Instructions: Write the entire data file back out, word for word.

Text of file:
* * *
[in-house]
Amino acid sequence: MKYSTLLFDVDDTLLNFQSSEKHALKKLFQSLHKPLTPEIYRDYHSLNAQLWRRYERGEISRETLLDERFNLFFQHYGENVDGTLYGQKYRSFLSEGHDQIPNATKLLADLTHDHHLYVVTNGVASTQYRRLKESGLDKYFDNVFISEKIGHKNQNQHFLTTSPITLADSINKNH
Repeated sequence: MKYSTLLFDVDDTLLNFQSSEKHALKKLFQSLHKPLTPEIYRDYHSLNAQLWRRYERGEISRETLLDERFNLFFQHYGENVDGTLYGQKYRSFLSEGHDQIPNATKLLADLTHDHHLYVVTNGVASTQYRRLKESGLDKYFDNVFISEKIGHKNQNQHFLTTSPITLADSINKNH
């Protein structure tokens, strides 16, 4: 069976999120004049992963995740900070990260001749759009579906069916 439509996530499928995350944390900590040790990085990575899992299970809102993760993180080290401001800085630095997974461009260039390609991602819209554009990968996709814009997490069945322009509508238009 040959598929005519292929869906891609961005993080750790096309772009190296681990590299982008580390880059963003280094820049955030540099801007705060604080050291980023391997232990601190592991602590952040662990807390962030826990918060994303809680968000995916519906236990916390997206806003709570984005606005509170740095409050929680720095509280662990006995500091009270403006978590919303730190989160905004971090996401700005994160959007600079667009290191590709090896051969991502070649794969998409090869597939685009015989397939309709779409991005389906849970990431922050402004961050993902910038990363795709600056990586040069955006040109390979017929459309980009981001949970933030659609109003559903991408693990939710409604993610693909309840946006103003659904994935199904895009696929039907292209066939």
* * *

[in-house]
Amino acid sequence: MKYSTLLFDVDDTLLNFQSSEKHALKKLFQSLHKPLTPEIYRDYHSLNAQLWRRYERGEISRETLLDERFNLFFQHYGENVDGTLYGQKYRSFLSEGHDQIPNATKLLADLTHDHHLYVVTNGVASTQYRRLKESGLDKYFDNVFISEKIGHKNQNQHFLTTSPITLADSINKNH
Repeated sequence: MKYSTLLFDVDDTLLNFQSSEKHALKKLFQSLHKPLTPEIYRDYHSLNAQLWRRYERGEISRETLLDERFNLFFQHYGENVDGTLYGQKYRSFLSEGHDQIPNATKLLADLTHDHHLYVVTNGVASTQYRRLKESGLDKYFDNVFISEKIGHKNQNQHFLTTSPITLADSINKNH
């Protein structure tokens, strides 16, 4: 069976999120004049992963995740900070990260001749759009579906069916 439509996530499928995350944390900590040790990085990575899992299970809102993760993180080290401001800085630095997974461009260039390609991602819209554009990968996709814009997490069945322009509508238009 040959598929005519292929869906891609961005993080750790096309772009190296681990590299982008580390880059963003280094820049955030540099801007705060604080050291980023391997232990601190592991602590952040662990807390962030826990918060994303809680968000995916519906236990916390997206806003709570984005606005509170740095409050929680720095509280662990006995500091009270403006978590919303730190989160905004971090996401700005994160959007600079667009290191590709090896051969991502070649794969998409090869597939685009015989397939309709779409991005389906849970990431922050402004961050993902910038990363795709600056990586040069955006040109390979017929459309980009981001949970933030659609109003559903991408693990939710409604993610693909309840946006103003659904994935199904895009696929039907292209066939």